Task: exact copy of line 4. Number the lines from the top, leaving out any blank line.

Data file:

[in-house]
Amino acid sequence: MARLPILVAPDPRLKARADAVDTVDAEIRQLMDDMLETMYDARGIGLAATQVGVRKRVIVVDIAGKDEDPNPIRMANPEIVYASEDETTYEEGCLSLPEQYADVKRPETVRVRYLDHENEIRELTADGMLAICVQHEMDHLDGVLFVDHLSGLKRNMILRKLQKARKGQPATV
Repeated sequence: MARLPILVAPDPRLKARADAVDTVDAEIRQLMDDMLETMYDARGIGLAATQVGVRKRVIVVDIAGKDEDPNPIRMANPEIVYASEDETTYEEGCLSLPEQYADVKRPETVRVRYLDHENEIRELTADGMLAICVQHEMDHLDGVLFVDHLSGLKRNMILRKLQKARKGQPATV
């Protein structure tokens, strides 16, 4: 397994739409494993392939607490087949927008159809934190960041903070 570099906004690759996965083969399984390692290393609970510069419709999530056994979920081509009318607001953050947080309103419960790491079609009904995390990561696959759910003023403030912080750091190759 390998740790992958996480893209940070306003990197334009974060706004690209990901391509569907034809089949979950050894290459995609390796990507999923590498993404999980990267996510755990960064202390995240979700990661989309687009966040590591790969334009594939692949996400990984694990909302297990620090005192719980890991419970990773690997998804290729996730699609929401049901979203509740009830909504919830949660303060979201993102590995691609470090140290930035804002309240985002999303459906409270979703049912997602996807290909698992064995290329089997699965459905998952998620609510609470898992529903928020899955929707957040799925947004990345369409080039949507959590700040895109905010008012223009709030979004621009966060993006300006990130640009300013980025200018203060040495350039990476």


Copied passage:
């Protein structure tokens, strides 16, 4: 397994739409494993392939607490087949927008159809934190960041903070 570099906004690759996965083969399984390692290393609970510069419709999530056994979920081509009318607001953050947080309103419960790491079609009904995390990561696959759910003023403030912080750091190759 390998740790992958996480893209940070306003990197334009974060706004690209990901391509569907034809089949979950050894290459995609390796990507999923590498993404999980990267996510755990960064202390995240979700990661989309687009966040590591790969334009594939692949996400990984694990909302297990620090005192719980890991419970990773690997998804290729996730699609929401049901979203509740009830909504919830949660303060979201993102590995691609470090140290930035804002309240985002999303459906409270979703049912997602996807290909698992064995290329089997699965459905998952998620609510609470898992529903928020899955929707957040799925947004990345369409080039949507959590700040895109905010008012223009709030979004621009966060993006300006990130640009300013980025200018203060040495350039990476």